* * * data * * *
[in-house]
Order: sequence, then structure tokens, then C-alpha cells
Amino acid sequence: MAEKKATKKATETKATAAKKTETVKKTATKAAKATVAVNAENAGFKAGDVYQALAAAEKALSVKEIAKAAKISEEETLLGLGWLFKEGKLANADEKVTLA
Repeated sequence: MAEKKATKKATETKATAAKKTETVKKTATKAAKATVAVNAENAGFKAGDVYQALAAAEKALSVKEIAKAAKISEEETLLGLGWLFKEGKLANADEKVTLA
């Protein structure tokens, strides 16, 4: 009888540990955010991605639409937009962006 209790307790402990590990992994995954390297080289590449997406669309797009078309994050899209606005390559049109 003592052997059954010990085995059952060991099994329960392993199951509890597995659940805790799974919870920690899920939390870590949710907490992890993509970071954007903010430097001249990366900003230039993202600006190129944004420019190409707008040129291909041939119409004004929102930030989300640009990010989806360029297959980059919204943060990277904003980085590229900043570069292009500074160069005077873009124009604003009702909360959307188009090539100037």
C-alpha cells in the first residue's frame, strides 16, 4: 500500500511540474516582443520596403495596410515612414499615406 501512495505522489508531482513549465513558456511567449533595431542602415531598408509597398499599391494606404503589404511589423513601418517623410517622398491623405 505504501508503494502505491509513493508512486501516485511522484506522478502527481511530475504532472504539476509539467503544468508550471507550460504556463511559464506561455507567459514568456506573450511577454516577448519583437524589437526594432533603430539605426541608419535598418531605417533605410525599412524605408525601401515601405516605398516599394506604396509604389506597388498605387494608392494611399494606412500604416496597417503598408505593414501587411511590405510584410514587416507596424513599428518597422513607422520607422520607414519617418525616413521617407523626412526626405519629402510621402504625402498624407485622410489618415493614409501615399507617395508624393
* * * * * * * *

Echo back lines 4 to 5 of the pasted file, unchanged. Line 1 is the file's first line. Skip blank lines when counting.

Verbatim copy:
Repeated sequence: MAEKKATKKATETKATAAKKTETVKKTATKAAKATVAVNAENAGFKAGDVYQALAAAEKALSVKEIAKAAKISEEETLLGLGWLFKEGKLANADEKVTLA
């Protein structure tokens, strides 16, 4: 009888540990955010991605639409937009962006 209790307790402990590990992994995954390297080289590449997406669309797009078309994050899209606005390559049109 003592052997059954010990085995059952060991099994329960392993199951509890597995659940805790799974919870920690899920939390870590949710907490992890993509970071954007903010430097001249990366900003230039993202600006190129944004420019190409707008040129291909041939119409004004929102930030989300640009990010989806360029297959980059919204943060990277904003980085590229900043570069292009500074160069005077873009124009604003009702909360959307188009090539100037």